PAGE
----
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Frenchman confirmed in Isis killer video

French prosecutors on Monday confirmed that a French national can be seen among the Isis militants who beheaded at least 18 Syrian soldiers in a gruesome video that appeared online at the weekend and which also claimed the killing of US aid worker Peter Kassig.

Frenchman confirmed in Isis killer video
A French national could be among the Isis militants in a video that also claims the killing of US aid worker Peter Kassig (pictured). Photo: Handout / Kassig family/AFP

"Circumstantial evidence confirms the involvement of a Frenchman in the decapitation of Syrian prisoners shown in an Islamic State video released on Sunday," the prosecutor's office in Paris said. 

In the graphic 16-minute-long video that was posted online on Sunday, the Islamist group shows the beheading of at least 18 Syrian soldiers as well as the severed head of 26-year-old US aid worker Peter Kassig who was abducted in Syria on October 1st, 2013. US President Barack Obama confirmed Kassig's death later on Sunday, calling it "an act of pure evil".

Earlier Monday, French Interior Minister Bernard Cazeneuve had said there was "a very strong probability that a French citizen was directly involved in these despicable crimes".

The minister identified the man as 22-year-old Maxime Hauchar from Normandy in northwestern France, adding that the suspect "left for Syria in August 2013 after a short stay in Mauritania in 2012".

An intelligence source told AFP that agents are now trying to verify whether a second French national also took part in the beheadings.

Hauchard, who according to French daily Le Figaro goes under the name of Abou Abdallah Al Faransi which means "the Frenchman" in Arabic, participated in a BFM TV news report in July in which he described how he had converted to Islam at the age of 17 after learning about the religion by watching videos online. In the news report he said he travelled to Syria on his own via Turkey, ending up in Raqqa, which is now the ISIS group's stronghold in Syria.

In the BFMTV interview, Hauchard said he was currently involved in a special mission in which he would be prepared to die as a martyr.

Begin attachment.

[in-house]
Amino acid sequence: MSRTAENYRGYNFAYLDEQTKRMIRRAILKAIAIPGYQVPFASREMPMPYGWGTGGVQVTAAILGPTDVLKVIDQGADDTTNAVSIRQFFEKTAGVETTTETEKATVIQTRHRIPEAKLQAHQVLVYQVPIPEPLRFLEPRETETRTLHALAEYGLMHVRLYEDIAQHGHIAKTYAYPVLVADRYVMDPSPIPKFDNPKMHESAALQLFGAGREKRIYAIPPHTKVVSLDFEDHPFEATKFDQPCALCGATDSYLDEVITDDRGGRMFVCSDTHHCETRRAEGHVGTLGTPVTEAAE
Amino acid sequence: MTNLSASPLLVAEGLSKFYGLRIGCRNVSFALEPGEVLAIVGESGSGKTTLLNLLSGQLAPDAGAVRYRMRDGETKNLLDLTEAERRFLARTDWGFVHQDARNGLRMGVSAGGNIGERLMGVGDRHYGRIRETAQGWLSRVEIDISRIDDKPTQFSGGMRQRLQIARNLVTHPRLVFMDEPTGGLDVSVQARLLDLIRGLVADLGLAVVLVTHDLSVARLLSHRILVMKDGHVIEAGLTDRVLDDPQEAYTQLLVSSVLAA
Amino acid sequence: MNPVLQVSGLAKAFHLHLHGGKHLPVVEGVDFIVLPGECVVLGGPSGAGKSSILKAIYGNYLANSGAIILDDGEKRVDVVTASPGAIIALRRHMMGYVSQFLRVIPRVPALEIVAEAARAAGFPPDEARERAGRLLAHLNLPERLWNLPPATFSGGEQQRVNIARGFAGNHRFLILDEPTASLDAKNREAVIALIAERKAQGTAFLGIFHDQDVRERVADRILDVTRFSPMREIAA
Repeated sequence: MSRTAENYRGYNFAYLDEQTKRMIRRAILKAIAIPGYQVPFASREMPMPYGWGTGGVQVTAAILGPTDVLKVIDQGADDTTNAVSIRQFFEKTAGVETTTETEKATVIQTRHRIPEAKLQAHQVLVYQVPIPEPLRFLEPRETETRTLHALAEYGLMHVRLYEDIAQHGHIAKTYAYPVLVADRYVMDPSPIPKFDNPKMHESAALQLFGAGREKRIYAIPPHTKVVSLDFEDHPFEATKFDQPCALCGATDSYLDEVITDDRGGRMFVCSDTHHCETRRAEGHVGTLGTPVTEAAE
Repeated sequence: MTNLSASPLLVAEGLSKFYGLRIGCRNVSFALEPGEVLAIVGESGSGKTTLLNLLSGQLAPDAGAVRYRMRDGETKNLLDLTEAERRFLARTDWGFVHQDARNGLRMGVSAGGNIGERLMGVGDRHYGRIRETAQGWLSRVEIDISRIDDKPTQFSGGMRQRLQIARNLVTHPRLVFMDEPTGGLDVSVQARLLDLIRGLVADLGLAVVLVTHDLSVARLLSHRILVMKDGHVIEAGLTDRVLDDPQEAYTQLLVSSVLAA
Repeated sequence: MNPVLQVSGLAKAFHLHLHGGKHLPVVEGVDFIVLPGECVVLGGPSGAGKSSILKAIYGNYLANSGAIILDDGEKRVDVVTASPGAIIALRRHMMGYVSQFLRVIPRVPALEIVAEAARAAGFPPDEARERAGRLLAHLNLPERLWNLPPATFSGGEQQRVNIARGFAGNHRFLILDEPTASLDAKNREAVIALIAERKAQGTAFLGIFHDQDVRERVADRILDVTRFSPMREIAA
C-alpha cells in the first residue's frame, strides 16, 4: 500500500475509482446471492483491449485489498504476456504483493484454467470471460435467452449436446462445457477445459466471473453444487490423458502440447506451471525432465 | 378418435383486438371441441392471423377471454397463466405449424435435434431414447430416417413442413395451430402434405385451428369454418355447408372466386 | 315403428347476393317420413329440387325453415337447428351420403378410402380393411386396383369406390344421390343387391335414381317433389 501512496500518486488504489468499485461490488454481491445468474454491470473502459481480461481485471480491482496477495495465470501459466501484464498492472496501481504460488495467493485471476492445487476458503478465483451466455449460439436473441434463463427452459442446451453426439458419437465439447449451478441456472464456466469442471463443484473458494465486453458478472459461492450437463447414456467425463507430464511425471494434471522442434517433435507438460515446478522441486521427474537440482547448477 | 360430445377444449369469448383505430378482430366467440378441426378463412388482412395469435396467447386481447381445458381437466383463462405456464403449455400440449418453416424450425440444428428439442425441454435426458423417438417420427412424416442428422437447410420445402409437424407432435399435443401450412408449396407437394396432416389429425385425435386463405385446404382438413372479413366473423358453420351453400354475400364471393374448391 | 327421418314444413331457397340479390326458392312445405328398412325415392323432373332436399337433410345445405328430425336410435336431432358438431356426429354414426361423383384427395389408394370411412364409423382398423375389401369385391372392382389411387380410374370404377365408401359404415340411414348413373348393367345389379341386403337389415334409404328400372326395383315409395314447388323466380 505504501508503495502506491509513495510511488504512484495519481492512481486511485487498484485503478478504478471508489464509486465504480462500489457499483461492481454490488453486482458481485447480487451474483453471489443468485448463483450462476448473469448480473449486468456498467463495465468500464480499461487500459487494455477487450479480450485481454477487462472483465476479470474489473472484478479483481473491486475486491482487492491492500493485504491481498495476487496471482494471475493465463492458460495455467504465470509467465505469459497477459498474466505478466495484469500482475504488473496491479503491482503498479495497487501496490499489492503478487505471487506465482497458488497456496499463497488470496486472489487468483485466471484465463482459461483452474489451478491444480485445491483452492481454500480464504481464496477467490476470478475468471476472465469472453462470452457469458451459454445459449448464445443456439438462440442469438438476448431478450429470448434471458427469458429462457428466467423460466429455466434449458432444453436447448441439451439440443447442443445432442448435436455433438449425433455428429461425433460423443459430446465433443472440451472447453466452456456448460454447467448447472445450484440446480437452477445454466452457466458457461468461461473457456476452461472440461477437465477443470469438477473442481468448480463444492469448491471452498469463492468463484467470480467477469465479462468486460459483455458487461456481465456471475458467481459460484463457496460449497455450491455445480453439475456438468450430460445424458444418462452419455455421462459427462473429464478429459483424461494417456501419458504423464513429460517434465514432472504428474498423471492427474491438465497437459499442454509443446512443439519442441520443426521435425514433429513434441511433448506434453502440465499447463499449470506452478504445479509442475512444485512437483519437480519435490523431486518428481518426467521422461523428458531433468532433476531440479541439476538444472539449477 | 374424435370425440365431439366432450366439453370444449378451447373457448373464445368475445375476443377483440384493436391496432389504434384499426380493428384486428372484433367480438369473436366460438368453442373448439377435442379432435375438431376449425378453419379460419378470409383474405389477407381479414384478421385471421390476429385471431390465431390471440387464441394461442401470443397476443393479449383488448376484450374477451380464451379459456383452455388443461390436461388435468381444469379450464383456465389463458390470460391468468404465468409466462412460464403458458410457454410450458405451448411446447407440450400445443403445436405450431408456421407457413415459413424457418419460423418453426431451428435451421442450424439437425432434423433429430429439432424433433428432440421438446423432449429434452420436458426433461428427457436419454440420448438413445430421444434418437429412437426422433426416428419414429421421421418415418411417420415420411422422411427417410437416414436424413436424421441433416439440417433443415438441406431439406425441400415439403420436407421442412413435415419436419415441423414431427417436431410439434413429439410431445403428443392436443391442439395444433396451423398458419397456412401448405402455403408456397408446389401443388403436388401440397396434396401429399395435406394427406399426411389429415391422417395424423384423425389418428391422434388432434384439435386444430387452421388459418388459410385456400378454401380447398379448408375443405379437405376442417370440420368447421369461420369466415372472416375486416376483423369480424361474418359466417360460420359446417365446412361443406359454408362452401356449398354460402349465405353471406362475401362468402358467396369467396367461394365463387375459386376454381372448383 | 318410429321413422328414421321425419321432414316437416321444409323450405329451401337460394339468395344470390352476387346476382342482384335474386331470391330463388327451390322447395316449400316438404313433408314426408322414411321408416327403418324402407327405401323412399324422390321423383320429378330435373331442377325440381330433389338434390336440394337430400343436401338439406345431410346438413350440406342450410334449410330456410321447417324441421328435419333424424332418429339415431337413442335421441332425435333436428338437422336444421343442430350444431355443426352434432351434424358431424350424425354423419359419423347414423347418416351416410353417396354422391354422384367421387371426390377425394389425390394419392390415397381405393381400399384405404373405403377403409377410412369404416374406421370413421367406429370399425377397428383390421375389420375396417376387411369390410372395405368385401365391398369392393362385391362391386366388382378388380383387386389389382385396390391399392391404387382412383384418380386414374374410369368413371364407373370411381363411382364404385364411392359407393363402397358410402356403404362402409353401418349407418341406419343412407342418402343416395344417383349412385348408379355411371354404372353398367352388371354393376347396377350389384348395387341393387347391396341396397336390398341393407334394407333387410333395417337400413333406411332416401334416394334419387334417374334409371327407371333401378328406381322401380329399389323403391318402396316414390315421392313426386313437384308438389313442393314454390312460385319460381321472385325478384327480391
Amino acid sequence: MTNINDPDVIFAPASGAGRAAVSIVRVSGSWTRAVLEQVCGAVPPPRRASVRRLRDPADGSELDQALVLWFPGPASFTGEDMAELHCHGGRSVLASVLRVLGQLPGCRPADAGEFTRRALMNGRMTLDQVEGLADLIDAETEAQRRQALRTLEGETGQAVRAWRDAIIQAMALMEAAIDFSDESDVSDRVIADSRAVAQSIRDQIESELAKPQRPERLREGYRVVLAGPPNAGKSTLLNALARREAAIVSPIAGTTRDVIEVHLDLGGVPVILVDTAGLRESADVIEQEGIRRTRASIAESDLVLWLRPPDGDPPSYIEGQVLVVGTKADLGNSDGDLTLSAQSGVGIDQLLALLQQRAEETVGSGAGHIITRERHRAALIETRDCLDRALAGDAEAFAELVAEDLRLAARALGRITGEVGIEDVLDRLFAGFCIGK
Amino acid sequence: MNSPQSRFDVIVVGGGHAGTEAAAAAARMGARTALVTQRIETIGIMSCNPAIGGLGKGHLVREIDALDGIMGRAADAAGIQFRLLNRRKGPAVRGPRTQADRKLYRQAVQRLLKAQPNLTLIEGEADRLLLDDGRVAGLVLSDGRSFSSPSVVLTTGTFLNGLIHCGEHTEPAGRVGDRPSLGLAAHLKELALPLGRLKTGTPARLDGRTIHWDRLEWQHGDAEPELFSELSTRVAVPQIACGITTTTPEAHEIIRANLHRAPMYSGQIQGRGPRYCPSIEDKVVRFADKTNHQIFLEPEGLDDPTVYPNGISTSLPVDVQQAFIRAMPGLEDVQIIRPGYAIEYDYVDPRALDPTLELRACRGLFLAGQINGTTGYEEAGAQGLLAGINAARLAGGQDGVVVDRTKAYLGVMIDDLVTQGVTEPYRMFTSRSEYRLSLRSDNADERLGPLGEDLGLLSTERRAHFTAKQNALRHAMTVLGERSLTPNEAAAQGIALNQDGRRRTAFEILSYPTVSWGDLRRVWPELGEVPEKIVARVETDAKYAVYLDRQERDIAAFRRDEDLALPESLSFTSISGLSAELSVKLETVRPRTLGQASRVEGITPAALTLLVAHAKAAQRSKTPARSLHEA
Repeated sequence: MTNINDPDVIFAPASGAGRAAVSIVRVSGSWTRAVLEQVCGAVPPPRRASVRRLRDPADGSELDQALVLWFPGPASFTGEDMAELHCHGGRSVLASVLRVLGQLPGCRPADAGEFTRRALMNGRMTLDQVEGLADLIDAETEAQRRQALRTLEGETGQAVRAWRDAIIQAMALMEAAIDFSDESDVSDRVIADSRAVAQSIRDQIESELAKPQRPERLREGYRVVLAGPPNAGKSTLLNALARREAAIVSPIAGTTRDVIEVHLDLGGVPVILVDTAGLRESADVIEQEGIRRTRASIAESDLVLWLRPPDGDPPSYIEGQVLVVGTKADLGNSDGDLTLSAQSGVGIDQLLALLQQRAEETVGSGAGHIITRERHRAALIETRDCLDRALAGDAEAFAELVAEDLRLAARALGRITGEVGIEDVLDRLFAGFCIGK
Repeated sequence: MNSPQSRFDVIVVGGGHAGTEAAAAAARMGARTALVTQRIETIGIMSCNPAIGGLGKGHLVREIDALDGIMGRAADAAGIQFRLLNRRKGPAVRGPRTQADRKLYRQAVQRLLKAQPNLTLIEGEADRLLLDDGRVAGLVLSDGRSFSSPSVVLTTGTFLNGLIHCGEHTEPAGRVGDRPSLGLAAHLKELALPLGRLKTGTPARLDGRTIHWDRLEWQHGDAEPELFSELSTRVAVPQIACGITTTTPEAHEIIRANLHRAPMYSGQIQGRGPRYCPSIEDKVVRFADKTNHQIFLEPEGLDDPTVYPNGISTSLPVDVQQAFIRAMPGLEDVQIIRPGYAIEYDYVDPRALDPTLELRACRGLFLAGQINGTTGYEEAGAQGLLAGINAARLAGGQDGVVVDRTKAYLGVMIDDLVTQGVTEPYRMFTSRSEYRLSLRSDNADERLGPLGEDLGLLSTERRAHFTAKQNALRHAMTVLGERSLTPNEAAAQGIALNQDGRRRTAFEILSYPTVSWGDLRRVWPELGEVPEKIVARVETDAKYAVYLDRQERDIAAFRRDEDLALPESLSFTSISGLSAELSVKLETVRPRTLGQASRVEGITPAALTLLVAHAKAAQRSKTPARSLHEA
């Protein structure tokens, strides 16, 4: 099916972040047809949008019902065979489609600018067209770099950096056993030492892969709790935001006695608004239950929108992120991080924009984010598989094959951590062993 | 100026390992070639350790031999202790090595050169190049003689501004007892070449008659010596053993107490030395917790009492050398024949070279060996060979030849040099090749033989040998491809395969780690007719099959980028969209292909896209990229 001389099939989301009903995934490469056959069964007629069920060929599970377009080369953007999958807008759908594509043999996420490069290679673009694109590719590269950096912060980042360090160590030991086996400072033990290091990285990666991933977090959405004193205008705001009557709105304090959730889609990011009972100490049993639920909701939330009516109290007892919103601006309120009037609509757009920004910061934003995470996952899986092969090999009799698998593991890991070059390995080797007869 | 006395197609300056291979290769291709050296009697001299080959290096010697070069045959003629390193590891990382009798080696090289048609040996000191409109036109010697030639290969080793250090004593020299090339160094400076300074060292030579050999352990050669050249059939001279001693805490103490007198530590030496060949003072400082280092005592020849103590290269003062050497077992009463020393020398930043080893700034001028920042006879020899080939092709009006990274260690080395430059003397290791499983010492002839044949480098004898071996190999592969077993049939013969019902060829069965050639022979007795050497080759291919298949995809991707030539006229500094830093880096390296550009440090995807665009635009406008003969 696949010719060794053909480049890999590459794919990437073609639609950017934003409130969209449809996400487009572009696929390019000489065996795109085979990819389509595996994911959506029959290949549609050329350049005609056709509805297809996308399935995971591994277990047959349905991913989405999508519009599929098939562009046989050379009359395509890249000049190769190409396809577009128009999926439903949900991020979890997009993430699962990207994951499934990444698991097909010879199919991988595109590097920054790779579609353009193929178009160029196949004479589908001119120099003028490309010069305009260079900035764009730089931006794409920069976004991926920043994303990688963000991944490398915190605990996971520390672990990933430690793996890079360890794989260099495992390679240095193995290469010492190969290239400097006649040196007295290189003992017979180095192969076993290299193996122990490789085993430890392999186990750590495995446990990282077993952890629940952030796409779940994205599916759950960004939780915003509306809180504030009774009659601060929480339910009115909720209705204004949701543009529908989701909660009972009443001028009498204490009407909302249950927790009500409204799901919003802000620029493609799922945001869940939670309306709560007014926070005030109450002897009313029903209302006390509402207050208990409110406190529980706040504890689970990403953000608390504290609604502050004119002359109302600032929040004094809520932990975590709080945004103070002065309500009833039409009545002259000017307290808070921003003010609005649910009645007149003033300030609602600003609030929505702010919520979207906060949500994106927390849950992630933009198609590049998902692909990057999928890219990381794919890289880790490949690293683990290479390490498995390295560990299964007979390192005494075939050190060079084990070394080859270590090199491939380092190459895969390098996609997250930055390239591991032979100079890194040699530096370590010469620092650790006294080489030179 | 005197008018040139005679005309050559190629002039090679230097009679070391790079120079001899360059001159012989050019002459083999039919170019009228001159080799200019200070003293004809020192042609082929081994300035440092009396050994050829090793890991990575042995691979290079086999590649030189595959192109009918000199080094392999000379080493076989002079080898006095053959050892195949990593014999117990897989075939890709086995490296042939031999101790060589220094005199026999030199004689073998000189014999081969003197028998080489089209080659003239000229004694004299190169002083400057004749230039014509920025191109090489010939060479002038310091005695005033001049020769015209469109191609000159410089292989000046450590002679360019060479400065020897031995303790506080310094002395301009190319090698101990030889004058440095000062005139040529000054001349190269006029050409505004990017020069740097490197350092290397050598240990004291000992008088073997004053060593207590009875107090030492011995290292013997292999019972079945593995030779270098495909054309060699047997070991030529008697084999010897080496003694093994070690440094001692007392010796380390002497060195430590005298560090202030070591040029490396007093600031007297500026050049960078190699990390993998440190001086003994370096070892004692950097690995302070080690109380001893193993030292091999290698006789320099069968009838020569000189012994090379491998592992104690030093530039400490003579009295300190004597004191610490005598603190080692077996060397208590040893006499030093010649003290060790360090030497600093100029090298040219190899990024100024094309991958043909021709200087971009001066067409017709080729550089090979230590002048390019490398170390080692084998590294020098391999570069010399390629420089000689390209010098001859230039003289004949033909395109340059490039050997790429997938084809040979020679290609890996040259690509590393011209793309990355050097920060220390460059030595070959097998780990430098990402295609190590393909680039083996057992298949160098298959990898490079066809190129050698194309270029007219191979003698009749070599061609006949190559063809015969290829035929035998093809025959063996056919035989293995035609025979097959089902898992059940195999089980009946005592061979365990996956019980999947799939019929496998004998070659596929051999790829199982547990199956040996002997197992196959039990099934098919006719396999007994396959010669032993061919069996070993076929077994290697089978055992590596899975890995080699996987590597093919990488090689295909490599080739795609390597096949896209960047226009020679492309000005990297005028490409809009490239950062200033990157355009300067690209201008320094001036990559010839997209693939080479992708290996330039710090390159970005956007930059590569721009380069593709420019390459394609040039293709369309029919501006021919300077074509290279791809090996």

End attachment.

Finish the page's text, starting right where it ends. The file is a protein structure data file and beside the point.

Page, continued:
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IS

France charges jihadi with murder in IS territory

France on Friday charged a man with murder days after his expulsion from Turkey, holding him in custody over crimes alleged to have taken place in jihadist-controlled areas of Iraq and Syria.

France charges jihadi with murder in IS territory
People walk under a billboard erected by the Islamic State (IS) group as part of a campaign in the IS controlled Syrian city of Raqqa in 2014. Photo: Raqa Media Center / AFP
Using the pseudonym “Abou Salman al Faransi”, 26-year-old Othman Garrido is believed to have arrived in the region in 2012, where anti-terror prosecutors (PNAT) say he committed “murder in connection with a terrorist undertaking” and joined a “terrorist conspiracy”.
   
He is believed to have played an important role in and have information on the French jihadist scene.
   
A judge on Friday ordered him jailed provisionally after he spent the week in police custody.
   
“Based on photographs of abuses where he is visible”, Garrido “was likely involved in other murders in Iraq and Syria” being probed in a separate investigation, PNAT said.
 
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Prosecutors suspect him of three murders in total, although they have not been able to precisely date the crimes.
   
France has had an arrest warrant out since 2016 for Garrido, a native of southern city Montpellier.
   
Turkish forces captured him near the Syrian border in July, and handed him over under a Paris-Ankara deal covering the return of French jihadists.
   
A youth court sentenced Garrido in 2017 to 15 years in jail for joining the Islamic State (IS) group in Syria, where he trained and fought as well as attempting to incite violence by French Muslims.
 
   
After burning his French passport, Garrido urged Muslims to kill “infidels” in a seven-minute video distributed by IS' communications arm in 2014.
   
He was flanked in that recording by two other French jihadists using the pseudonyms Abou Ousama al Faransi and Abou Maryam al Faransi.   
 
Garrido's parents and two of his brothers have also received jailed sentences of 10 and 15 years. It is unclear whether his brothers, who also travelled to Syria, remain alive.
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